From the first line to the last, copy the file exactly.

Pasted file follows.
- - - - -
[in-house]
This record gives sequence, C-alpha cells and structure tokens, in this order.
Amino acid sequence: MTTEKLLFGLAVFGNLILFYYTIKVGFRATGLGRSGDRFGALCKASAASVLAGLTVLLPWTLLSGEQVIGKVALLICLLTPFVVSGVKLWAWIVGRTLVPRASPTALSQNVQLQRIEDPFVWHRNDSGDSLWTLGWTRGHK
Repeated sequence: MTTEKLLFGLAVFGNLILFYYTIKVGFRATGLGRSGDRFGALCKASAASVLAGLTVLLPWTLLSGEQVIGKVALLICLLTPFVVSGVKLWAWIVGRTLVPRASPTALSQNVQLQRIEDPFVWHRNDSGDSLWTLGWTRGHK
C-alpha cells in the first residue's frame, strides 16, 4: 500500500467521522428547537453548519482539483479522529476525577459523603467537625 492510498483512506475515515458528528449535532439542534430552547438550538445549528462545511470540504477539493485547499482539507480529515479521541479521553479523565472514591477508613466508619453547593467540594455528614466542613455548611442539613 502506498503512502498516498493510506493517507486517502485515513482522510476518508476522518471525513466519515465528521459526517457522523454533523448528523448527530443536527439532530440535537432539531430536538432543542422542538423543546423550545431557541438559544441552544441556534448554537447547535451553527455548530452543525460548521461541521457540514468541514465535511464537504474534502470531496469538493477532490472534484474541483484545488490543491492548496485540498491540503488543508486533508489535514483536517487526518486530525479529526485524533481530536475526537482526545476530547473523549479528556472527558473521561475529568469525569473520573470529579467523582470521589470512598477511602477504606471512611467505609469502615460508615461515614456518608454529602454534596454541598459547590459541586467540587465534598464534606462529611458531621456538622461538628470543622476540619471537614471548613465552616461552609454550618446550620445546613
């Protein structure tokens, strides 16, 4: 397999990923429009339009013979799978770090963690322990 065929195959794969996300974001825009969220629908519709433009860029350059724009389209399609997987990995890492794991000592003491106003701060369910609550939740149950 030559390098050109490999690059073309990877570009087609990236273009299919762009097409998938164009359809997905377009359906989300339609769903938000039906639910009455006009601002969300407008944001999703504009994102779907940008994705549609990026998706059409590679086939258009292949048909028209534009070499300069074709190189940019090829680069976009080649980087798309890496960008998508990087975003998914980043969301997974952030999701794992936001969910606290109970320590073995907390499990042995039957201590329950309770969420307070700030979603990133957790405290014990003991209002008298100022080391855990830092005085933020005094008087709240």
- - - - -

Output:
[in-house]
This record gives sequence, C-alpha cells and structure tokens, in this order.
Amino acid sequence: MTTEKLLFGLAVFGNLILFYYTIKVGFRATGLGRSGDRFGALCKASAASVLAGLTVLLPWTLLSGEQVIGKVALLICLLTPFVVSGVKLWAWIVGRTLVPRASPTALSQNVQLQRIEDPFVWHRNDSGDSLWTLGWTRGHK
Repeated sequence: MTTEKLLFGLAVFGNLILFYYTIKVGFRATGLGRSGDRFGALCKASAASVLAGLTVLLPWTLLSGEQVIGKVALLICLLTPFVVSGVKLWAWIVGRTLVPRASPTALSQNVQLQRIEDPFVWHRNDSGDSLWTLGWTRGHK
C-alpha cells in the first residue's frame, strides 16, 4: 500500500467521522428547537453548519482539483479522529476525577459523603467537625 492510498483512506475515515458528528449535532439542534430552547438550538445549528462545511470540504477539493485547499482539507480529515479521541479521553479523565472514591477508613466508619453547593467540594455528614466542613455548611442539613 502506498503512502498516498493510506493517507486517502485515513482522510476518508476522518471525513466519515465528521459526517457522523454533523448528523448527530443536527439532530440535537432539531430536538432543542422542538423543546423550545431557541438559544441552544441556534448554537447547535451553527455548530452543525460548521461541521457540514468541514465535511464537504474534502470531496469538493477532490472534484474541483484545488490543491492548496485540498491540503488543508486533508489535514483536517487526518486530525479529526485524533481530536475526537482526545476530547473523549479528556472527558473521561475529568469525569473520573470529579467523582470521589470512598477511602477504606471512611467505609469502615460508615461515614456518608454529602454534596454541598459547590459541586467540587465534598464534606462529611458531621456538622461538628470543622476540619471537614471548613465552616461552609454550618446550620445546613
């Protein structure tokens, strides 16, 4: 397999990923429009339009013979799978770090963690322990 065929195959794969996300974001825009969220629908519709433009860029350059724009389209399609997987990995890492794991000592003491106003701060369910609550939740149950 030559390098050109490999690059073309990877570009087609990236273009299919762009097409998938164009359809997905377009359906989300339609769903938000039906639910009455006009601002969300407008944001999703504009994102779907940008994705549609990026998706059409590679086939258009292949048909028209534009070499300069074709190189940019090829680069976009080649980087798309890496960008998508990087975003998914980043969301997974952030999701794992936001969910606290109970320590073995907390499990042995039957201590329950309770969420307070700030979603990133957790405290014990003991209002008298100022080391855990830092005085933020005094008087709240």